DOF: SSS pension hike actually antipoor
Pushing through with proposals to hike the Social Security System’s (SSS) pension benefits sans raising members’ contributions and slapping a two-year ban on farm land conversion would “undermine” the economic growth momentum that the country is currently enjoying, a ranking Department of Finance official said Friday.
Finance Assistant Secretary Paola Alvarez came to the defense of the economic managers who are opposing the Department of Agrarian Reform’s proposal to impose a moratorium on converting agriculture land into other uses. Alvarez, who is also the daughter of House Speaker and PDP-Laban Party stalwart Pantaleon Alvarez, also warned the SSS could go bankrupt if Congress insisted on the P2,000 pension hike.
“To pander to short-term populist initiatives will be a disservice to [President Duterte] and the overwhelming majority who have given him the electoral mandate to effect real change on his watch,” said Alvarez, who is also DOF spokesperson.
Unpopular at first glance, she said the policy recommendations of the economic managers led by Finance Secretary Carlos Dominguez III would eventually allow everyone to benefit via more jobs and higher incomes.
“The big picture is that the Duterte brand of social reforms is anchored on sustaining high growth and enabling all sectors across all regions to benefit from it,” Alvarez added.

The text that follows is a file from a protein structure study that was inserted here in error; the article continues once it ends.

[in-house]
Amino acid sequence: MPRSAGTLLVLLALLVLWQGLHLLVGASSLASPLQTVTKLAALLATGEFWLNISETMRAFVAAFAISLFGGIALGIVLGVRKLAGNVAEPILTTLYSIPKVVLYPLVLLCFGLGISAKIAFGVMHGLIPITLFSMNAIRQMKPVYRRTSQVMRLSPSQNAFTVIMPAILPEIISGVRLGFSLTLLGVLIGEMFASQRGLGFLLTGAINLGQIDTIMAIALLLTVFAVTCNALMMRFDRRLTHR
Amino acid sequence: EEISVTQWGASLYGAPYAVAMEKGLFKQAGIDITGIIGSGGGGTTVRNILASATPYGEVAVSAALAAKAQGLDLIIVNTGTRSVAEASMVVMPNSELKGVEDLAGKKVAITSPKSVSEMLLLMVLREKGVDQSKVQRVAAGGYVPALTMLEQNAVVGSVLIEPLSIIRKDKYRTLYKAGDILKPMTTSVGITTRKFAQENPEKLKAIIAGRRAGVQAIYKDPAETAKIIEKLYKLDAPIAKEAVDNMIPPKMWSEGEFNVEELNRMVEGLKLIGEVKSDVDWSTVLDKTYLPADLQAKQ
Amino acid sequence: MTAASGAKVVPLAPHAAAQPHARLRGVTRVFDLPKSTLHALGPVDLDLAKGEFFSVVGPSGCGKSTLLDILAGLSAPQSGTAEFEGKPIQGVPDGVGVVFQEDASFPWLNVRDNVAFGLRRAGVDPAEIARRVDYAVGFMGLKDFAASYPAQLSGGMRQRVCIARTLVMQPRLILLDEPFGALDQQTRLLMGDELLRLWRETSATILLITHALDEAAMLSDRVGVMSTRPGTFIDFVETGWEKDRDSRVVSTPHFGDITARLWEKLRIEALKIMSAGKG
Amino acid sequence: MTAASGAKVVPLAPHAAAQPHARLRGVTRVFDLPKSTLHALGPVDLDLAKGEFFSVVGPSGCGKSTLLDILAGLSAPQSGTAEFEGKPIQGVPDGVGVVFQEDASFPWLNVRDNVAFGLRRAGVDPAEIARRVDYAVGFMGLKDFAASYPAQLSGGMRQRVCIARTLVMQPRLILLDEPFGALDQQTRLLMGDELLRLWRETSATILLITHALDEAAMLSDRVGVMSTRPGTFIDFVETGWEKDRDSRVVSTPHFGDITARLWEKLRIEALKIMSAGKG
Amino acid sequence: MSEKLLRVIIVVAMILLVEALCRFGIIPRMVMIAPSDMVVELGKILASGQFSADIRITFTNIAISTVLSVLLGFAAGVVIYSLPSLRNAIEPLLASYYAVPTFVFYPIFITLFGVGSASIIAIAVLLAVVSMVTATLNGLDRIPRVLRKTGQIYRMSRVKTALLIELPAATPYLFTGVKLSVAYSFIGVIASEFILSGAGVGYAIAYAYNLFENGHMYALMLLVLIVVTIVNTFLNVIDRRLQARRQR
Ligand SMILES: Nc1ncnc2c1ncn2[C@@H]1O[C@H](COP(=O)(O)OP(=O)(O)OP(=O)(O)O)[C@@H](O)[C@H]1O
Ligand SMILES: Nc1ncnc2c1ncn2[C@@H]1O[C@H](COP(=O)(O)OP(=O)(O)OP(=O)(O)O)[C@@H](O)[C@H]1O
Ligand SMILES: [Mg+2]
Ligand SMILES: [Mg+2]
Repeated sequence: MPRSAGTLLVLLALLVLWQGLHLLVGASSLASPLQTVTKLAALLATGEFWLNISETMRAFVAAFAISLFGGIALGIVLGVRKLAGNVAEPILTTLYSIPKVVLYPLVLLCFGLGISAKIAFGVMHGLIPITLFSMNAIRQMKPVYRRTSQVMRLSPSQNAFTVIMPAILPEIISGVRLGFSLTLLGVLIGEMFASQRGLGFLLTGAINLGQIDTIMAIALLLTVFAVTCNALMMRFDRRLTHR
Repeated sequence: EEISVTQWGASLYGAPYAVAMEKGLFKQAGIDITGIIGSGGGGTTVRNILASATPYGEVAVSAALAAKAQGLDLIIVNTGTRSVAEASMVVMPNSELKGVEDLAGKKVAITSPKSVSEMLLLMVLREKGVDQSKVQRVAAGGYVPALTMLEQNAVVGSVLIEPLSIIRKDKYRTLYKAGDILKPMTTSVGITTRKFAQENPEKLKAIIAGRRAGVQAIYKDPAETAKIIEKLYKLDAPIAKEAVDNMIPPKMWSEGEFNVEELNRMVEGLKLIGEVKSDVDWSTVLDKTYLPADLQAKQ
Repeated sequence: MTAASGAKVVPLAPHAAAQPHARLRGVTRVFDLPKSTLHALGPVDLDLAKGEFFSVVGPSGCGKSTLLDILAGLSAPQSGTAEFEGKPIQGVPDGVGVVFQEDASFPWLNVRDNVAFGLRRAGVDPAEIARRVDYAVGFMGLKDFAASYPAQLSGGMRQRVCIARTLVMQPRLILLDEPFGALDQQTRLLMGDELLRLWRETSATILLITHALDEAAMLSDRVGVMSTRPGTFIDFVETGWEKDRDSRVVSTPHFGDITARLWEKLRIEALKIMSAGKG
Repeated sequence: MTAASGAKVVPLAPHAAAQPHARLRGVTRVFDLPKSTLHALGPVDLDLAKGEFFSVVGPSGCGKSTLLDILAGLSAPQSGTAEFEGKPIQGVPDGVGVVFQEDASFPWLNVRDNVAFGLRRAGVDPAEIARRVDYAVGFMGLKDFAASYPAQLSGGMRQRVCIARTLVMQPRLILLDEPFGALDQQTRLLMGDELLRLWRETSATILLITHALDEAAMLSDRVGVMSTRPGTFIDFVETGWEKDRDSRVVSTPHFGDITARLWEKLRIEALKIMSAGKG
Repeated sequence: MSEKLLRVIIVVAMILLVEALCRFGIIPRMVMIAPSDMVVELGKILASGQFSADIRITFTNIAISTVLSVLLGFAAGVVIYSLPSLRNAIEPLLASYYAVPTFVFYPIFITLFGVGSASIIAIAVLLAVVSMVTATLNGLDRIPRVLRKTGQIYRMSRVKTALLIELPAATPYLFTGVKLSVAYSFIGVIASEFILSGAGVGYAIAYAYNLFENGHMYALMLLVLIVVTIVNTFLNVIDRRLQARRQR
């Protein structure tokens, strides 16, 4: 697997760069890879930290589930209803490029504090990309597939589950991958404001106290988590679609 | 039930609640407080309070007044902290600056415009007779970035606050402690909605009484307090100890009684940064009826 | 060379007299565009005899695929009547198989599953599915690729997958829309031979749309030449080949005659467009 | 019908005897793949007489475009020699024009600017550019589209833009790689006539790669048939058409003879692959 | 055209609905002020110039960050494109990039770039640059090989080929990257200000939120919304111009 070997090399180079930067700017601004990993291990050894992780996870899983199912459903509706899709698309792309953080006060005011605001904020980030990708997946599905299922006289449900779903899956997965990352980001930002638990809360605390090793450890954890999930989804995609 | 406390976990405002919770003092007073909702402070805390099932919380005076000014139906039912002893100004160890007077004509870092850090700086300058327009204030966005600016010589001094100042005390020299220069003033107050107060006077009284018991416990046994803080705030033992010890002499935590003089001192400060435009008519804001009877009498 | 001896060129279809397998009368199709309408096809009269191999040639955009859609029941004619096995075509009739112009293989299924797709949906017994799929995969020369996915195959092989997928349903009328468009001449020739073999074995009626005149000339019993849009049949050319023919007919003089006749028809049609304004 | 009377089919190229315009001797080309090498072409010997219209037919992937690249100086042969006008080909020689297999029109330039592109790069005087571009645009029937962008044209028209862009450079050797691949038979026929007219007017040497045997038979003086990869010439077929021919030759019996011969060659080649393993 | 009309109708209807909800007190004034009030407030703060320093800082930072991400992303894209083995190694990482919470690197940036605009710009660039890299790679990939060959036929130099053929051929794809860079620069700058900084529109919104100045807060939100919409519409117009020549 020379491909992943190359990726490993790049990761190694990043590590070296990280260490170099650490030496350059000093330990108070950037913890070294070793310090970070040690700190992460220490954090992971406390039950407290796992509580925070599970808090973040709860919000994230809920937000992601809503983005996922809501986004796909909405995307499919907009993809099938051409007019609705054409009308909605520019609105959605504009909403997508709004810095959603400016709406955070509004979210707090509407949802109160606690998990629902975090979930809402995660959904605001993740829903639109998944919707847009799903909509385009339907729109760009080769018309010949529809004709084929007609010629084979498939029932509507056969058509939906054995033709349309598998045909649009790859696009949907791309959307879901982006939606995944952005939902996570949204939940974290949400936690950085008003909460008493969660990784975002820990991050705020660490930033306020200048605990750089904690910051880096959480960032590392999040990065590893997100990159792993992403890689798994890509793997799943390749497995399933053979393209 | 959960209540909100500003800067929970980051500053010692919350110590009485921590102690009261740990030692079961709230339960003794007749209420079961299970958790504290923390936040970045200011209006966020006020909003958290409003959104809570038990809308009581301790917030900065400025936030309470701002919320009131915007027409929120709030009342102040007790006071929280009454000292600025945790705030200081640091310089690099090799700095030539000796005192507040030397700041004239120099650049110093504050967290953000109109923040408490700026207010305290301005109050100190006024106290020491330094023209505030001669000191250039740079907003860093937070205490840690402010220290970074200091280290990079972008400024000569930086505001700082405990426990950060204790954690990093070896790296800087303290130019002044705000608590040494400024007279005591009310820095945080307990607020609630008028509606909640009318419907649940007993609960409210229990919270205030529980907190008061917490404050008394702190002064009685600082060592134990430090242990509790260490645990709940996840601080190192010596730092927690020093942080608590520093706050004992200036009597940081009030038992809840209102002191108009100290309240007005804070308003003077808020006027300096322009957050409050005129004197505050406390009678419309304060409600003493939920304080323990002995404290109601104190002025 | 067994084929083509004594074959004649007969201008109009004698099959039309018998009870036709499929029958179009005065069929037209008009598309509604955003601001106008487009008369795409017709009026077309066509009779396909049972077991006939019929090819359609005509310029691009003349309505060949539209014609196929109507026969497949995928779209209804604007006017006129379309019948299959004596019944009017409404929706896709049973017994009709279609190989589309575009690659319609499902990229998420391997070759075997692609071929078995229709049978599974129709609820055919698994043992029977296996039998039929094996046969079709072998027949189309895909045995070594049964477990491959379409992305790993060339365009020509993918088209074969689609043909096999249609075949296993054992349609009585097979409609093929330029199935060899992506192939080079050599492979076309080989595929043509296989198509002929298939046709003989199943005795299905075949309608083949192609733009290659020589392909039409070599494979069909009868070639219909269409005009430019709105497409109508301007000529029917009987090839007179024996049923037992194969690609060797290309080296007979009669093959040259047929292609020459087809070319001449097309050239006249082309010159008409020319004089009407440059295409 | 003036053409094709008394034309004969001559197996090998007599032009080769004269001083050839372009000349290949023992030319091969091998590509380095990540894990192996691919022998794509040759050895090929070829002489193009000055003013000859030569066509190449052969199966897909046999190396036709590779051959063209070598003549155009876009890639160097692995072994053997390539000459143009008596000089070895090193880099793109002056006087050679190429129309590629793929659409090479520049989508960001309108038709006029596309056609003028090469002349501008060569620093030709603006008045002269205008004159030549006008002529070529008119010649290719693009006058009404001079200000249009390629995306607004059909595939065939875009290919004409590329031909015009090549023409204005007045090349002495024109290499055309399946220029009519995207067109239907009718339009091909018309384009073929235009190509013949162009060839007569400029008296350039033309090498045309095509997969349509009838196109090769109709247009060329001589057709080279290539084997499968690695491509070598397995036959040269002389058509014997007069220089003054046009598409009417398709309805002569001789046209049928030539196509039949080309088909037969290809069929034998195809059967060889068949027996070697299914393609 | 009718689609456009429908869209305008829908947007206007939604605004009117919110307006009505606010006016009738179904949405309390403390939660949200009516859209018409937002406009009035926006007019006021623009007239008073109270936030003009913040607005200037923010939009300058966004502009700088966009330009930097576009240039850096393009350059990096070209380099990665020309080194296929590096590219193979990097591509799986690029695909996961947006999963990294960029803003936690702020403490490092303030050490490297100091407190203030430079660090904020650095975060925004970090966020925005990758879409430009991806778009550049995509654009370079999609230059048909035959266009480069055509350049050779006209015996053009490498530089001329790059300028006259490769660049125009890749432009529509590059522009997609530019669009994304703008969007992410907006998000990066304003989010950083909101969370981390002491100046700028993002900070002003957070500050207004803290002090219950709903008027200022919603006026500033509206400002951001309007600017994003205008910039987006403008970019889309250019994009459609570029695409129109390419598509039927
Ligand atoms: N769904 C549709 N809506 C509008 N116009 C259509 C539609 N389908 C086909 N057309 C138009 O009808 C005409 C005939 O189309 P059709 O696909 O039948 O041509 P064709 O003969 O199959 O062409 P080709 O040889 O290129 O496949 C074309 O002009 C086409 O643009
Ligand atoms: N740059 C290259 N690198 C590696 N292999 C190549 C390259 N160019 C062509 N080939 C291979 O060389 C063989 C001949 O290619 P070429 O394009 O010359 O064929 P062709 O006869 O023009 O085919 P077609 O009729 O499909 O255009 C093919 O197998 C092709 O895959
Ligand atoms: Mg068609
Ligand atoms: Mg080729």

She said the country needed to invest in infrastructure, human capital and social protection, at least to a level equivalent to a 3-percent budget deficit, in order to generate funds for pro-poor projects, she said.
“The government certainly cannot do so if the President’s economic team were to support populist proposals willy-nilly just to earn political ‘pogi’ points for the Duterte administration—oblivious to their disastrous impact on revenue generation for the social reform agenda on high and inclusive growth,” she added.
In the case of the proposed SSS pension hike, Alvarez said it would be unwise to use taxpayers’ money to keep the pension fund afloat and divert money that could otherwise be used to fund pro-poor and pro-growth programs.
“It would actually be antipoor if the economic managers were to suggest to the President for all taxpayers, including wage earners and other low-income workers, to pay for the pension hike of some two million private employee-pensioners,” Alvarez pointed out.
For the economic managers, Mr. Duterte should only give his go-signal to a pension hike if there was a corresponding increase in members’ and employers’ contributions.
Specifically, the heads of the DOF, the Department of Budget and Management (DBM) as well as the National Economic and Development Authority (Neda) pitched an increase in members’ contributions to 17 percent in four tranches of 1.5 percentage points each until 2020 from 11 percent at present.
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